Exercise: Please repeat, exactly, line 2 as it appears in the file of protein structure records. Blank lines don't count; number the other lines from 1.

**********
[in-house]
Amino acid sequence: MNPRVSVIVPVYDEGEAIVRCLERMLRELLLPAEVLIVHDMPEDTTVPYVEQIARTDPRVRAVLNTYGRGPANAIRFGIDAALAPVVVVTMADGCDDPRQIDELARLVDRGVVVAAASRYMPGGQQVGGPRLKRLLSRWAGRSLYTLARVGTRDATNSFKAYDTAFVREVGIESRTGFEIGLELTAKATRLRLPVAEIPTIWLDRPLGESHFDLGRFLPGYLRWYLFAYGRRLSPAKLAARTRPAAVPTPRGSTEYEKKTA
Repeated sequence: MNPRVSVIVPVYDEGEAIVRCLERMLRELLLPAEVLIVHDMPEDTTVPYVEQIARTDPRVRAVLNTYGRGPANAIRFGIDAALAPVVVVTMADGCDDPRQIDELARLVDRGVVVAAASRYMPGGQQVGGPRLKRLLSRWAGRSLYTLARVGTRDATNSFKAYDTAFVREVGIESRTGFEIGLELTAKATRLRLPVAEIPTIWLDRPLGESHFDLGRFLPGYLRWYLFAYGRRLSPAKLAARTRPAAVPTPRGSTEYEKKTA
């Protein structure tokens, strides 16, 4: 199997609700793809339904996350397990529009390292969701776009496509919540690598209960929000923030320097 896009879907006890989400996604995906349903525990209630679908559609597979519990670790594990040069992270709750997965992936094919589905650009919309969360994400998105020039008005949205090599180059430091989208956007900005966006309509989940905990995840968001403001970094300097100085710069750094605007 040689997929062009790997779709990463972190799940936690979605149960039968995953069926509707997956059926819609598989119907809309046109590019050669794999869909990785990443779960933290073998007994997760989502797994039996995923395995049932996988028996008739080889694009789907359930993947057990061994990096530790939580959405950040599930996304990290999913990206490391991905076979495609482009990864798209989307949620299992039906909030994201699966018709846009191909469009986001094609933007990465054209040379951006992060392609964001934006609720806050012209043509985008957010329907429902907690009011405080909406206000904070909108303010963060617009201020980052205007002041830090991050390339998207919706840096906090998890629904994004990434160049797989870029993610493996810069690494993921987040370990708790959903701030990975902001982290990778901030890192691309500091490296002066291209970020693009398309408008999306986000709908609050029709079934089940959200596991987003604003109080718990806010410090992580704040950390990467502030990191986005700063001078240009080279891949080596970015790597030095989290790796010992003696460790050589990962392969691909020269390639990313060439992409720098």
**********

Amino acid sequence: MNPRVSVIVPVYDEGEAIVRCLERMLRELLLPAEVLIVHDMPEDTTVPYVEQIARTDPRVRAVLNTYGRGPANAIRFGIDAALAPVVVVTMADGCDDPRQIDELARLVDRGVVVAAASRYMPGGQQVGGPRLKRLLSRWAGRSLYTLARVGTRDATNSFKAYDTAFVREVGIESRTGFEIGLELTAKATRLRLPVAEIPTIWLDRPLGESHFDLGRFLPGYLRWYLFAYGRRLSPAKLAARTRPAAVPTPRGSTEYEKKTA